The U.S. has a new federal law that will, for the first time, require labeling of genetically modified ingredients in food. President Barack Obama signed the bill into law Friday, and the secretary of agriculture has two years to finalize the labeling standard.
The new law, which was largely supported by the food industry, puts the U.S. in line with 64 other countries that also require manufacturers to label genetically modified foods. Two-thirds of Americans also support labeling GMOs. But while labels for genetically modified foods might seem sensible — or at the very least, harmless — the issue obscures some very important facts about the GMO debate.
Most notably, the law doesn’t align with scientific consensus on the safety of GMOs ― or the reality that the U.S. food system is largely made up of genetically modified foods. Here’s what the science really says about genetically engineered foods.
The scientific community agrees: GMOs are safe
When it comes to scientific consensus on GMO foods, it’s not even close.
A recent analysis of over 1,000 studies, conducted by the National Academies of Sciences, Engineering and Medicine and released in May, concludes that there’s no safety reason to justify labeling GMOs except perhaps a consumer’s right to know. They also found that GMOs are generally safe and don’t seem to harm the environment, reports The New York Times.
In January 2015, a Pew poll surveyed both the general public and scientists from the American Association for the Advancement of Science and found that 88 percent of scientists thought GMOs were “generally safe.” To put that in perspective, only 87 percent of scientists in the poll agreed that human activity is causing climate change.
Why do most scientists think this way? Because time and again, scientific research on the safety of genetically modified foods has proven them safe to eat. The American Medical Association stated back in 2012 that there is “no scientific justification for special labeling of bioengineered foods” and that “voluntary labeling is without value unless it is accompanied by focused consumer education.” The aforementioned AAAS has also announced in 2012 their support for GMO foods, warning that labels could “mislead and falsely alarm consumers.” The World Health Organization, another independent, non-corporate organization, also concludes that all the GMO products available on the market are safe for people to eat.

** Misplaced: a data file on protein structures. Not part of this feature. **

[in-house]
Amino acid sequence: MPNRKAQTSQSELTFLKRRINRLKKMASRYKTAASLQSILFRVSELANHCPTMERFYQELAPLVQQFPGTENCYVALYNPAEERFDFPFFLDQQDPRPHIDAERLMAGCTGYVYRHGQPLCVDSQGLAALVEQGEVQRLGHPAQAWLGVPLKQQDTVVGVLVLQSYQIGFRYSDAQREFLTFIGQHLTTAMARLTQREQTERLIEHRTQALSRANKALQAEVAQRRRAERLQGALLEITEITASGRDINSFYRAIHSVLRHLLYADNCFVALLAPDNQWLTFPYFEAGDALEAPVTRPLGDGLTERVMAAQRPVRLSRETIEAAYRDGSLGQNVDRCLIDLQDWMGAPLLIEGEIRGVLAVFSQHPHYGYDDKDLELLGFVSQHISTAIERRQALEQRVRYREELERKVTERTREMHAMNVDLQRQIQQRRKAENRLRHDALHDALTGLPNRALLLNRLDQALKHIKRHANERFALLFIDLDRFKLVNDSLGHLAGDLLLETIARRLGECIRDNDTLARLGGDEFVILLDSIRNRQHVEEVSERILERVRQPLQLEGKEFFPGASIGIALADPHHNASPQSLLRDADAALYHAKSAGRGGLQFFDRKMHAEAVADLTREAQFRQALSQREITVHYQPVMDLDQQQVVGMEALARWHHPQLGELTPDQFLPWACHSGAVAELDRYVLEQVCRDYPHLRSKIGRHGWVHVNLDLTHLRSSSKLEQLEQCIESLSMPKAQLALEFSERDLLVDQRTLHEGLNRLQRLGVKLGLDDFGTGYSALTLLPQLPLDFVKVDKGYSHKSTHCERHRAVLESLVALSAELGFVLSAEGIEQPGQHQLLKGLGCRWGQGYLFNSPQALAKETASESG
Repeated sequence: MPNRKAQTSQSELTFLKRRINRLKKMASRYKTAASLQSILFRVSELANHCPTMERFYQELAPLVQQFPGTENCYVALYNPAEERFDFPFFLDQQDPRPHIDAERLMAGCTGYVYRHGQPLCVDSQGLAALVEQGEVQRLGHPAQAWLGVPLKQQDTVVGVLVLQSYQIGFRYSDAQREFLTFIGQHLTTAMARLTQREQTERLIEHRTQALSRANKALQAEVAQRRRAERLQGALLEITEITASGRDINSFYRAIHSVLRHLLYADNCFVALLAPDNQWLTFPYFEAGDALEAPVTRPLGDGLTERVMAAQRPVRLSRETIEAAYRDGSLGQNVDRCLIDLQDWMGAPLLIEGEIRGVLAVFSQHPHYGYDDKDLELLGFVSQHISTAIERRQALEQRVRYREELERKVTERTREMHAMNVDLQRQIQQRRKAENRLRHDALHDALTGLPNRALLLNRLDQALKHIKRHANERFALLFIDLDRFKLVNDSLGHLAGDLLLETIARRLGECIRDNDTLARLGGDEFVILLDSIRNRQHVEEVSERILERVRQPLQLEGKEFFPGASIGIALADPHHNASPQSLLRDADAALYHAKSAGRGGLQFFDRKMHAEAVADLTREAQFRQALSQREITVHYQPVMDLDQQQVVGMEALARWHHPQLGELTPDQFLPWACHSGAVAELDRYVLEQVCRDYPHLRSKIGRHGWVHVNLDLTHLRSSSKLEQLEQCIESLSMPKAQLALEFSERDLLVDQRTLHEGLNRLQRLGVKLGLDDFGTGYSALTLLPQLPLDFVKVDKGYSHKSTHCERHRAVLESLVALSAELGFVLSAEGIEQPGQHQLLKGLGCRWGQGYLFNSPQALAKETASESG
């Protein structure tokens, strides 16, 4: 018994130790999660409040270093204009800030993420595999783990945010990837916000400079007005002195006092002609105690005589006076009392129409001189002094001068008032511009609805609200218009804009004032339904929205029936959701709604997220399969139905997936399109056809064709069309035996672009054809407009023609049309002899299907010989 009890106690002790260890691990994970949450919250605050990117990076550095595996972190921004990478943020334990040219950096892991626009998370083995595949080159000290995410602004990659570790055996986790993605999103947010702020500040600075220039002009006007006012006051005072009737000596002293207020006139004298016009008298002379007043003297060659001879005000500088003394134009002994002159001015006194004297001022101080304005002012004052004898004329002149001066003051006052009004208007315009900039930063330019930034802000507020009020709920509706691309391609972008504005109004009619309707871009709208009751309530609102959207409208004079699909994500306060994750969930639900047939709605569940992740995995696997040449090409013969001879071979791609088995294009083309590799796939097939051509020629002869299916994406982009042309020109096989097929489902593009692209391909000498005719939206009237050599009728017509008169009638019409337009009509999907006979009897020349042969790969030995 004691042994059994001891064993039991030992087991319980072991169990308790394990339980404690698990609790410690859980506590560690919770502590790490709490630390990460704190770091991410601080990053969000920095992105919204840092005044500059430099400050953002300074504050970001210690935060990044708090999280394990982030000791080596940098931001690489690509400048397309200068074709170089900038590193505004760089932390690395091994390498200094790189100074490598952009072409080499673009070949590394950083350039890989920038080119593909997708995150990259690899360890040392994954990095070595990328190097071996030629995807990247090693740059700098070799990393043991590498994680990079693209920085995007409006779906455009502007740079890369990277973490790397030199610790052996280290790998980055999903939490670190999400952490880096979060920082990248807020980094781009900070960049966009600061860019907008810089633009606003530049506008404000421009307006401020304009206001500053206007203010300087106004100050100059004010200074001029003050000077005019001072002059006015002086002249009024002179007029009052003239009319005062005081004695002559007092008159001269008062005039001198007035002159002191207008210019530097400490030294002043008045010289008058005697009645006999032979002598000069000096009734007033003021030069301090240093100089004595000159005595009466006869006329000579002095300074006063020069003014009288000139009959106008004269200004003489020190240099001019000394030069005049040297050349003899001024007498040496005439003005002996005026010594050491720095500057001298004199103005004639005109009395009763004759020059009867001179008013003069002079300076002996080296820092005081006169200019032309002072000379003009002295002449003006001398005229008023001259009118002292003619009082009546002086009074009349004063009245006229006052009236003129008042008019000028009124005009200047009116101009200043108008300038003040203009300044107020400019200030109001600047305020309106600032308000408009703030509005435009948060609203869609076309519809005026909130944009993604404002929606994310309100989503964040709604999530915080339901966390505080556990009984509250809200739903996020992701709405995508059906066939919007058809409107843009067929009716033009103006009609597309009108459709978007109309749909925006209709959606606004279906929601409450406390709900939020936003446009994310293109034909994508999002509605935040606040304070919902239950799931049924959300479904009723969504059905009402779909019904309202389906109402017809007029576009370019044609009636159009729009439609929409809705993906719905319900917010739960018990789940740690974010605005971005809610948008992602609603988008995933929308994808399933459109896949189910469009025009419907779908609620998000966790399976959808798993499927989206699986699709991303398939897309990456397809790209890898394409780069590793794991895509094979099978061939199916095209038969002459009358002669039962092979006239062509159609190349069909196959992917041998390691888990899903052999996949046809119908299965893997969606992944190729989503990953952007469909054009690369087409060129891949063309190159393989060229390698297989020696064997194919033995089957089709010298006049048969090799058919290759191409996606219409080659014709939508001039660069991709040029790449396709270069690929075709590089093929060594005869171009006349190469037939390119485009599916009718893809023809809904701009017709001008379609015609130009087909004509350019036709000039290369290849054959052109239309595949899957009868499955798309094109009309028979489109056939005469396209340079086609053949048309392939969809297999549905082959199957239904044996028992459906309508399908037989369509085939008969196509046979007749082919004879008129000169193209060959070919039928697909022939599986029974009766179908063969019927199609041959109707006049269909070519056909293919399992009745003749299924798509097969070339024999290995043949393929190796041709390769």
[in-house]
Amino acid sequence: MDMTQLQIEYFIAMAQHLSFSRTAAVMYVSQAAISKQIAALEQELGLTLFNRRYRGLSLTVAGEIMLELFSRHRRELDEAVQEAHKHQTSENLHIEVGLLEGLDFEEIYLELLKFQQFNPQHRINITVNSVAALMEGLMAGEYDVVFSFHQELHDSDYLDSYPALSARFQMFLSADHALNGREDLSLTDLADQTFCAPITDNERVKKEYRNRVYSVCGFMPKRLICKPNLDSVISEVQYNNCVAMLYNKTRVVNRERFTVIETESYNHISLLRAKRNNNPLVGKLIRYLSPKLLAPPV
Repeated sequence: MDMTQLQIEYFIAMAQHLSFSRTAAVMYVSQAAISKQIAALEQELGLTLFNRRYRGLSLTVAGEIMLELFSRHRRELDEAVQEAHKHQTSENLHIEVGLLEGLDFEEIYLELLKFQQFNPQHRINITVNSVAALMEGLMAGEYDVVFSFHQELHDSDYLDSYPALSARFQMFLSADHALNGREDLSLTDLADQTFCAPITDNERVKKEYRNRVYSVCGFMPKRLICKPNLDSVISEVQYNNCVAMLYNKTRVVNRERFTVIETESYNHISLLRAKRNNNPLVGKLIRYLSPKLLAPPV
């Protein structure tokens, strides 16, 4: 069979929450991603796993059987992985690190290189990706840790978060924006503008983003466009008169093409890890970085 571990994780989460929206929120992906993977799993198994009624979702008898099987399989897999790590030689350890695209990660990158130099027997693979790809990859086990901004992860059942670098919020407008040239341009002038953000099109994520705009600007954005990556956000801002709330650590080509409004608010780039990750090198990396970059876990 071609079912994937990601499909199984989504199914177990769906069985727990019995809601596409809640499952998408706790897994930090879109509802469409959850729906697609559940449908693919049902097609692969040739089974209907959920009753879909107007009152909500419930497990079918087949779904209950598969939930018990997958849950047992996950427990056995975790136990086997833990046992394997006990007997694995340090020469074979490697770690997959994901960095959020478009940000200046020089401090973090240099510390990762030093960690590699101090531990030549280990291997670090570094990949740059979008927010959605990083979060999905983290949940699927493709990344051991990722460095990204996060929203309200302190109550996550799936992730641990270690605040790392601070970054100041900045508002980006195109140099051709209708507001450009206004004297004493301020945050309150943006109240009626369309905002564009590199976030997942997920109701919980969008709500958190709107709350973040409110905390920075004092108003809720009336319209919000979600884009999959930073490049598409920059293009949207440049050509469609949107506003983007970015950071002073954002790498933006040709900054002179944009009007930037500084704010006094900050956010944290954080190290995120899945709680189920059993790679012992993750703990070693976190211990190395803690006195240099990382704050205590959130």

From a regulatory perspective, the U.S. Food and Drug Administration classifies genetically engineered plants as safe, indicating that foods made from these plants are as nutritious as non-genetically engineered foods and are no more likely to cause an allergic reaction than non-genetically engineered counterparts.
But that message has not gotten to the public: In the same poll, 57 percent of the American public thought GMOs were “generally unsafe.”
Human beings have been genetically modifying food for millennia
In their 2013 editorial against GMO labeling, the magazine Scientific American compares ancient agricultural methods like breeding to the genetic splicing that creates disease-resistant crops:
We have been tinkering with our food’s DNA since the dawn of agriculture. By selectively breeding plants and animals with the most desirable traits, our predecessors transformed organisms’ genomes, turning a scraggly grass into plump-kerneled corn, for example. For the past 20 years Americans have been eating plants in which scientists have used modern tools to insert a gene here or tweak a gene there, helping the crops tolerate drought and resist herbicides. Around 70 percent of processed foods in the U.S. contain genetically modified ingredients.
Genetically engineered foods hold a great deal of promise for poor communities
You’ve probably heard of “golden rice,” a genetically modified food enriched with Vitamin A. It was created for poor communities in Southeast Asia and Africa, where the primary food staple is rice, but children are going blind for lack of essential nutrients like vitamin A.
In April, the White House Office of Science and Technology Policy and the U.S. Patent and Trademark Office awarded the creators of golden rice with the Patents for Humanity Award, which recognizes private sector researchers for their contribution to global health.
But as William Saletan of Slate notes in his year-long investigation on the safety of GMOs, golden rice still isn’t commercially available, even though it was invented 16 years ago. Saletan attributes this delay to a ferocious anti-GMO movement spearheaded by Greenpeace. From Slate:
Two years ago anti-GMO activists destroyed a field trial of the rice in the Philippines. Last year they filed a petition to block all field tests and feeding studies. Greenpeace boasted, “After more than 10 years of research ‘Golden’ Rice is nowhere near its promise to address Vitamin A Deficiency.” And a million more kids are dead.
Consumers already have a label for non-GMO foods
GMOs are in the majority of America’s food supply. An estimated 95 percent of sugar beets, 94 percent of soybeans, 90 percent of cotton and 88 percent of feed corn are genetically engineered, reports USA Today.
But foods that label themselves “organic” have to comply with non-GMO rules, and so anyone who is concerned about avoiding them need only to steer himself toward the organic sections of the supermarket.
A version of this story originally appeared August 2015.